• I guess causing a power outage is the hackerish way to test a UPS for proper operation. Its "better" than pusghing the test button or pulling the plug on the UPS itself because it ensures that you did not forget to plug the wall wart for the router into the UPS. It also simultaneously tests all the UPSes (UPI???) in the house/office. It will also tell you if your local internet connection (be it modem, DSL, cable, someone else's Wifi net, etc.) is dependent on the local grid.
  • I believe the protocol used to manage this stuff is SCATA or something like that. I also believe that it's security model is quite like telnet.

    I have heard they were going to beef up their security but I wonder if they ever did.
  • Like a lot of "market failures", this one has arisen because of boundary issues between private and public spheres of ownership and control.

    This article from the Von Mises Institute [mises.org] explains it far better than I ever could.

  • by Anonymous Coward on Thursday September 04, 2003 @11:53PM (#6876573)
    If there's anything that 9/11 taught me (and should have taught the rest of us), it's that sometimes, the "best" attack is a low-tech one...

    We can have high-tech biochemical sniffers looking for anthrax and C4, etc., but who really would have thought of stealing a plane or two and flying it into a building? Really - think about it. It's pretty low tech, but extremely effective...

    Same thing with the power infrastructure - why worry about hacking in? Figuring out passwords and all that nonsense when the FUCKING INFRASTRUCTURE IS OUT IN THE OPEN!?!?!

    Drive down any road - and you're likely to see a power line, a transformer, etc... I'm sure we ALL know where at least one substation or transmission line is located. AND they're out in the open...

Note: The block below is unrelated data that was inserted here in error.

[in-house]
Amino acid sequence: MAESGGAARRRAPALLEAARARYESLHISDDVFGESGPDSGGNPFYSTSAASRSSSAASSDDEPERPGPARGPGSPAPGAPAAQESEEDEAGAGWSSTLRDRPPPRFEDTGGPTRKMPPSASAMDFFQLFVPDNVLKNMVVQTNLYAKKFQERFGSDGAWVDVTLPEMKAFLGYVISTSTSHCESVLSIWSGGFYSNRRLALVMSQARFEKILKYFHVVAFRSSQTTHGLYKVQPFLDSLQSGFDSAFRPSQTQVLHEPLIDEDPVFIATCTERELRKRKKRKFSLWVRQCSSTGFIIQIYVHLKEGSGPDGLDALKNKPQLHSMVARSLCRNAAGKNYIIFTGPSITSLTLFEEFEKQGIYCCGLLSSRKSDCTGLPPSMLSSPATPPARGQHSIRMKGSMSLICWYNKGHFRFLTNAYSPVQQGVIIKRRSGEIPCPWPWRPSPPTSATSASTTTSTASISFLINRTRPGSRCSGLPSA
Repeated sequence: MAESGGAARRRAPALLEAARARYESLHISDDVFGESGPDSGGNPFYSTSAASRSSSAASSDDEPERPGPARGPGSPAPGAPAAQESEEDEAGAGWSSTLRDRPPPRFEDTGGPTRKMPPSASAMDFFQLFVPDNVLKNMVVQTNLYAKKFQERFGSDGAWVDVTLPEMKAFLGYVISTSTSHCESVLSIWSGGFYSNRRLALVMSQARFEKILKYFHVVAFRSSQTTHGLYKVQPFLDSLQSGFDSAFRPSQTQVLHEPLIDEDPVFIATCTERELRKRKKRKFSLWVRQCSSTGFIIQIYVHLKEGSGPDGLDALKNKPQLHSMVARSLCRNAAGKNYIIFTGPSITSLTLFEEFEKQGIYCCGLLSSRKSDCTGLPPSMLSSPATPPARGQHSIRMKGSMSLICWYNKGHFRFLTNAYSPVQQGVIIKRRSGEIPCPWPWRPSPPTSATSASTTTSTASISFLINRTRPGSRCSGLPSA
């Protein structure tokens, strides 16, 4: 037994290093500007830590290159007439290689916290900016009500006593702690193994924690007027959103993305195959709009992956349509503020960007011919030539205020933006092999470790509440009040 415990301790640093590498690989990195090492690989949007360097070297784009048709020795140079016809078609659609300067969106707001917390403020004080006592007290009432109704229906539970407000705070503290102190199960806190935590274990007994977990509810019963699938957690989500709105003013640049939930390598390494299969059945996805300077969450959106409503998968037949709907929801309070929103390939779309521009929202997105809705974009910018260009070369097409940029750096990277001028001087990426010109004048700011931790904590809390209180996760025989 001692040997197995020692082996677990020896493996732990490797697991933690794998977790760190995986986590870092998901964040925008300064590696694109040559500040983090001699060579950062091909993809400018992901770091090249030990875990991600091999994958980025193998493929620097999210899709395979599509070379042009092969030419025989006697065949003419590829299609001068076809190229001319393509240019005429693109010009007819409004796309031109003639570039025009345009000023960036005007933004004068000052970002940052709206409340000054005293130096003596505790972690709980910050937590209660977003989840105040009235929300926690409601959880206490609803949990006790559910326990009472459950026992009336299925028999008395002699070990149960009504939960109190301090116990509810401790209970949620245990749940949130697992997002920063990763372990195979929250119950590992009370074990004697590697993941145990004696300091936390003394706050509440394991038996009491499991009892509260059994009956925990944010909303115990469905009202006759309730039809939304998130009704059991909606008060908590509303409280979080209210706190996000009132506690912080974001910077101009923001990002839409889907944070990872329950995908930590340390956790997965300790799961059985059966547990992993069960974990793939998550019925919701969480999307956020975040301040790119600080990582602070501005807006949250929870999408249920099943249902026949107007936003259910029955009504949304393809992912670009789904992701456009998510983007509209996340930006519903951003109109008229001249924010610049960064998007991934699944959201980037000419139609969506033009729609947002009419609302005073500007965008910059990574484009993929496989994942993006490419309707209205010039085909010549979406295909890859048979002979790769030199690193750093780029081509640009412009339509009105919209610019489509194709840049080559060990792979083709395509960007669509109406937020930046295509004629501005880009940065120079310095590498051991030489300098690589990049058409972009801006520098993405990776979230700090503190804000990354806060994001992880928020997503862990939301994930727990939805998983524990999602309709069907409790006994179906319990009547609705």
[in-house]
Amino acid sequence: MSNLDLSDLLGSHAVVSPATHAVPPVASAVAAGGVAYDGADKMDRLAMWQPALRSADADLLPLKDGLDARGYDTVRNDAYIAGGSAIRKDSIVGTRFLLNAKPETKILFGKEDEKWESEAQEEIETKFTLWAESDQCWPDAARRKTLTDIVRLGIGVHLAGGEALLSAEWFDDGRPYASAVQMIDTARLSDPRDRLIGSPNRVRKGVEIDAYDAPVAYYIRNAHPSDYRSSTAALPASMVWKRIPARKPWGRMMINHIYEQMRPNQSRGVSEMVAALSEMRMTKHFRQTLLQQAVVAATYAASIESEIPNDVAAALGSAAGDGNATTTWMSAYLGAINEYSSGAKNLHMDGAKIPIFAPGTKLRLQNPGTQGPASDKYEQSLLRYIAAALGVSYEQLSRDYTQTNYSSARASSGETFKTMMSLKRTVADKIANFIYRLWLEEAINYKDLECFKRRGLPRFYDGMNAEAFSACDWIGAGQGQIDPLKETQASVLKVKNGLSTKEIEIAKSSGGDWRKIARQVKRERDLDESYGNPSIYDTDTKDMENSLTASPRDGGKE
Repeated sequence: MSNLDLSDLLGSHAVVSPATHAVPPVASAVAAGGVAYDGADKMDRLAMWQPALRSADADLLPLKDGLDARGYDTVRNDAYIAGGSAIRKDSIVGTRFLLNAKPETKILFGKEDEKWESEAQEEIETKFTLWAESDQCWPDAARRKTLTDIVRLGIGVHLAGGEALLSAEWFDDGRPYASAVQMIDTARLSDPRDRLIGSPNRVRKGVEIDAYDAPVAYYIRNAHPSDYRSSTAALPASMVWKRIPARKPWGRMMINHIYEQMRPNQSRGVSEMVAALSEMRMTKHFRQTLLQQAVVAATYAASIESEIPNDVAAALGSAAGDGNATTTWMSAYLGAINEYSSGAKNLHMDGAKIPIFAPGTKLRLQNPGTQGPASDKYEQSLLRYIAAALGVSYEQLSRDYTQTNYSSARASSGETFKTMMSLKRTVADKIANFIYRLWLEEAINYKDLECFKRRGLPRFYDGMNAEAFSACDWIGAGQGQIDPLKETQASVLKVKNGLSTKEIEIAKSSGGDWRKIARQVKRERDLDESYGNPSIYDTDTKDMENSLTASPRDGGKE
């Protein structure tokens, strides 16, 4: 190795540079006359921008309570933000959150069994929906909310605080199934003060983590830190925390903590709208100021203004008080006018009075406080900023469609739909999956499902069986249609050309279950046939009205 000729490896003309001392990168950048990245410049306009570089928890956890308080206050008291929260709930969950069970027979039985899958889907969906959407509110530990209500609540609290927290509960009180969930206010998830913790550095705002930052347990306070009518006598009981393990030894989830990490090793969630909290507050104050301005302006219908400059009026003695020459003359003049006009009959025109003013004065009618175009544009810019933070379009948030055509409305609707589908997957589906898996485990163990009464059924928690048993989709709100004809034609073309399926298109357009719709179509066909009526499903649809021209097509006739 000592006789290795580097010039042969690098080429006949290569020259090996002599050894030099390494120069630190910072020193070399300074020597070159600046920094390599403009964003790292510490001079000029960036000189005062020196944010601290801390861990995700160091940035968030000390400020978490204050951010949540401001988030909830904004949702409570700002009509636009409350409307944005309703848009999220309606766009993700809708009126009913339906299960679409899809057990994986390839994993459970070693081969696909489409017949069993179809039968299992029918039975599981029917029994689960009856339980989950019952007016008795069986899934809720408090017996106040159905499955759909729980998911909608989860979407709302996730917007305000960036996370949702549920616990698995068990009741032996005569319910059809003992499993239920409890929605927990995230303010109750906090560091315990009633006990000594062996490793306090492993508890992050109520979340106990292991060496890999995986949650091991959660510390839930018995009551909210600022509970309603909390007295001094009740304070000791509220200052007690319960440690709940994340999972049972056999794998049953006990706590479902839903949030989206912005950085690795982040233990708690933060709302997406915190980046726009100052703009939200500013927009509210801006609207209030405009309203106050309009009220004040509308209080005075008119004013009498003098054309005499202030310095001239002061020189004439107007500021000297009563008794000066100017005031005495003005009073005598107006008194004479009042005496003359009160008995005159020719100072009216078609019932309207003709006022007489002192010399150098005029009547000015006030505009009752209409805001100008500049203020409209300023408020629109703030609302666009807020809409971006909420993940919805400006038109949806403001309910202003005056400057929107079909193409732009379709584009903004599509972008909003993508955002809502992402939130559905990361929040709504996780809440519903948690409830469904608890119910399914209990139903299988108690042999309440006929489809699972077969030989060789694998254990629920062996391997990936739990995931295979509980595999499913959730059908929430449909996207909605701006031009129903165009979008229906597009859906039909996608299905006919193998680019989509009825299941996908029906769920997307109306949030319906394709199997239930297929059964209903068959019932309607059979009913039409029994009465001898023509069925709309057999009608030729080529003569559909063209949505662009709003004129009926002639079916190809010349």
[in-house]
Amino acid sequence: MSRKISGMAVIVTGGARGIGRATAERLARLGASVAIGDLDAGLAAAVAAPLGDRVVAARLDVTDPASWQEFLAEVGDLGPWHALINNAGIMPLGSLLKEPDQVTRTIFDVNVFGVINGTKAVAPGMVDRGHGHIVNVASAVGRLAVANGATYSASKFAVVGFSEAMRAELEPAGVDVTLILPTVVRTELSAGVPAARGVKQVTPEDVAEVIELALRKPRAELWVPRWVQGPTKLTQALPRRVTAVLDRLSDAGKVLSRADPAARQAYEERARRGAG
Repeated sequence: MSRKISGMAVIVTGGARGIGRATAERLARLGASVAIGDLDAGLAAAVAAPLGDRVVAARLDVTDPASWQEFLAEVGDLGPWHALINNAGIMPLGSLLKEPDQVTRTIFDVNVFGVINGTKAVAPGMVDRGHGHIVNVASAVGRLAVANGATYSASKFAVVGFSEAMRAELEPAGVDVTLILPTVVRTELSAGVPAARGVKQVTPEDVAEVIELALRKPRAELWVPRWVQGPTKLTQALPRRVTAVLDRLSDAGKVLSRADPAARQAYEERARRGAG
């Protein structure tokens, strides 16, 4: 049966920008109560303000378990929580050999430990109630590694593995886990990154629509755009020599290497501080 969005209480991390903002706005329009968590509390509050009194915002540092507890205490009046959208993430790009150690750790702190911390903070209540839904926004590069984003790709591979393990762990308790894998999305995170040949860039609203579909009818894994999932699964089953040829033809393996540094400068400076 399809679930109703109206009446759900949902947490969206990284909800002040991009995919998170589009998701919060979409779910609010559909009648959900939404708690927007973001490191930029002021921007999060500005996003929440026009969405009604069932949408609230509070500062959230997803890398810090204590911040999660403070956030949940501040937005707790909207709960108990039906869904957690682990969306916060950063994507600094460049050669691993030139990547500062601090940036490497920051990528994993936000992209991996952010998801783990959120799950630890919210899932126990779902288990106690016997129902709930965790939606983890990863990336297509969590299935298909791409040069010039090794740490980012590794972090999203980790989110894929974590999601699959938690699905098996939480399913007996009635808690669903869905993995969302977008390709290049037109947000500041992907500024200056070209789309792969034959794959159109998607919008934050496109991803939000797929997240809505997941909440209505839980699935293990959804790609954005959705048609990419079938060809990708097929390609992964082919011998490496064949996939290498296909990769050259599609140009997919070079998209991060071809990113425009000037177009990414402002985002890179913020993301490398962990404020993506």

Have the brains engaged yet? Think about it folks - dig out the old graph theory notes from your data structures classes and then plot out the national power grid -- just the big ole transmission lines...

    What happens if you make some cuts in that graph? Wanna bet that about 7 pieces of wire would do it?

    You don't even need explosives... some wire, maybe a bicycle chain or two and a modified potato launcher would do the trick... and blamo - lots of chaos and commotion... (and yes, I DO know someone who was a complete moron when he was 14 yrs old and tossed a bicycle chain into a transformer at a local substation.... but I digress).

    How are you planning to protect the entire infrastructure against attack? Even if it's redundant, and resiliant - a bit of thought and you're right back where you started....

    I don't have solution to this intractable problem - Do You?
  • Canada Who??? (Score:3, Interesting)

    by magical22 (664542) on Friday September 05, 2003 @02:00AM (#6877086)
    I am sick of control, this might not be the right place to talk out about canada's problems in general but lets say the US already has control of our power, as proven with the california state vs bc hydro, they also control our lumber industry (softwood trade agreement), our wheat industry, our cattle industry (thanks to mad cow), we might aswell give it up or get invaded at this point. No one cares about us and we are so small that we get bullied into everything anyways. I say divert all the rivers leading into the states into the lower half of Alberta and Saskachewan (to those not familiar with canada its the 2nd and 3rd most western provinces) cut the power lines (thus fixing the grid problem), stop all exports and imports to the states, and give them the middle finger.